Discipline and Consequences
Discipline is when we as parents apply punishment in order to gain control of situation, influence behavior, shape someones future actions or enforce obedience to a system of rules.
Consequences are outcomes that can be either negative or positive resulting from a person’s action. An average person, by nature will naturally strive towards positive outcomes. We tend to gauge our behavior based on the positive or negative outcomes we experience. When disciplining teenagers, experts will point out two types of consequences to focus on: natural and logical. Both types can be positive or negative.
A quick look into each:
Natural consequences obviously occur . . . uh, naturally. In other words, they are consequences that are not created or manipulated by anyone. For example, if you are careless with a hammer and you hit your thumb, it will hurt, possibly swell and turn blue. If on the other hand, you plant a tulip seed, nurture it with water and sunlight, you will naturally observe the blooming of a beautiful flower.
Logical consequences, on the other hand are situations created by someone in a position of authority and are logically connected to the wrong. We think of it as logical because it fits or matches the outlined offense. For example, if your teen does not clean up their bedroom, he/she will not be allowed to go with friends Friday night. On the other hand, if he/she finishes raking the yard by Friday, use of the family car will be provided for a weekend outing.
We want our children to learn from their mistakes, but we have the choice of allowing our children to face natural consequences or impose logical ones. But how do you choose between the two types of consequences? When is one more effective than the other?
When natural consequences are immediate they are the most effective. Too often though, natural consequences are not immediate or either they are too dangerous to allow. For example, texting while driving could produce serious consequences. Not wearing a seat belt when driving may or may not result in a less immediate natural consequence. Both are important but pose a decision for parents. In both, natural consequences aren’t what a parent should use to teach their teen the responsibility of their own safety and it is up to the parents to sort out a logical consequence that will promote the desired behavior – in this instance not running into the street without looking or wearing a seatbelt.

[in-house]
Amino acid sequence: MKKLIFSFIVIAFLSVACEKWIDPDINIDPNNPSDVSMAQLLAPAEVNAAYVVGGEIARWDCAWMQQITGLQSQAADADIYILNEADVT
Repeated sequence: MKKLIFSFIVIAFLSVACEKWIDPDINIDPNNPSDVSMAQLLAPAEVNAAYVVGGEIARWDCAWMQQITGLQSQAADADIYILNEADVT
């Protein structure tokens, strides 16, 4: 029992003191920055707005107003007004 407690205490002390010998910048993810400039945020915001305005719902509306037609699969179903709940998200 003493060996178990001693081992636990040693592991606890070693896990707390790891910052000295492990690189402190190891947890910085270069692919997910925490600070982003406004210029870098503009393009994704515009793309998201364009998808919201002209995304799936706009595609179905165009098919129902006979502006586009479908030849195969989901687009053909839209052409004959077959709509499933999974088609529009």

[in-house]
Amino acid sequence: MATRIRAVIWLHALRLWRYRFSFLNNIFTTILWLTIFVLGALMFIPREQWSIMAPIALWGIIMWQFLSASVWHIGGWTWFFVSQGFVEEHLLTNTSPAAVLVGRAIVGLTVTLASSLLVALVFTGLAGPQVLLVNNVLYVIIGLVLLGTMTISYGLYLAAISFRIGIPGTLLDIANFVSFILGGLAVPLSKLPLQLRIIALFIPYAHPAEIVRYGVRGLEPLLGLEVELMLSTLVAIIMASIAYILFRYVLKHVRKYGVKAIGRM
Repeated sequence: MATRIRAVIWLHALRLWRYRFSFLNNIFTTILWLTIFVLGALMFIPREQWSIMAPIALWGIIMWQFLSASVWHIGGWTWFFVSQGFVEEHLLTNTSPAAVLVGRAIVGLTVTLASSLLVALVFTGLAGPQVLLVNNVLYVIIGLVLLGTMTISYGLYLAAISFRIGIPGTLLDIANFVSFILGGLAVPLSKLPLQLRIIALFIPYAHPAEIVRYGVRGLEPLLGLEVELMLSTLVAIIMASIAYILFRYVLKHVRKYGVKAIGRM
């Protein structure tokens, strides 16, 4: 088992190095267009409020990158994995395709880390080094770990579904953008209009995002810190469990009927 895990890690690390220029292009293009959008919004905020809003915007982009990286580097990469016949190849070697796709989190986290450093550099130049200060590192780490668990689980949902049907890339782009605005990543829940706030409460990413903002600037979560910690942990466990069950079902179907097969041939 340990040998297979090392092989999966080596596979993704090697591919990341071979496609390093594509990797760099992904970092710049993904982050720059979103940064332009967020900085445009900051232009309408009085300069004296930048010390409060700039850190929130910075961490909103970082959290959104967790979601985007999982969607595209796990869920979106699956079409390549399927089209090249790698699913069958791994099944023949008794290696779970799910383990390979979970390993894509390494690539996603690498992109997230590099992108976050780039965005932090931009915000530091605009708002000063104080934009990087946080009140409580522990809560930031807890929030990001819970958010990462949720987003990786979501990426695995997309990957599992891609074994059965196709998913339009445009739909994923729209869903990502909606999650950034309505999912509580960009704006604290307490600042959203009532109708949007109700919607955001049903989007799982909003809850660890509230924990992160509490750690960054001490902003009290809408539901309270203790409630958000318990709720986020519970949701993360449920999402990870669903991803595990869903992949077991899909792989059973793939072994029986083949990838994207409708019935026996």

Another instance of when logical consequences will be more effective than natural consequences is while your teen is getting a high school education. The benefits of good grades in school are so far off into the future that teens do not fully comprehend them. While your teen can repeat what he/she has been told: ‘good grades will get you into a good college and you’ll make more money’, until he/she sees the type of job or paycheck a college education can get, he/she will not understand the difference. Logical consequences, including rewards for good grades and privileges taken for poor grades work best as your teen can fully understand these.
There are times when the natural consequence is the better choice for the parent to make. One excellent example is when your teen is dating or making friends. Finding out what type of person your teen wants to be with and how your teen wants to be treated is going to be his/her choice. Dating or making friends with someone who isn’t his/her type is going to show that to him/her. Barring any mistreatment from a friend or a date, parents will need to hold their tongue and refrain from giving their opinions in order to let the natural consequences – positive or negative – happen.
Discipline choices are never easy. Hopefully knowing the difference between natural and logical consequences will help you make the right choices for you and your teen.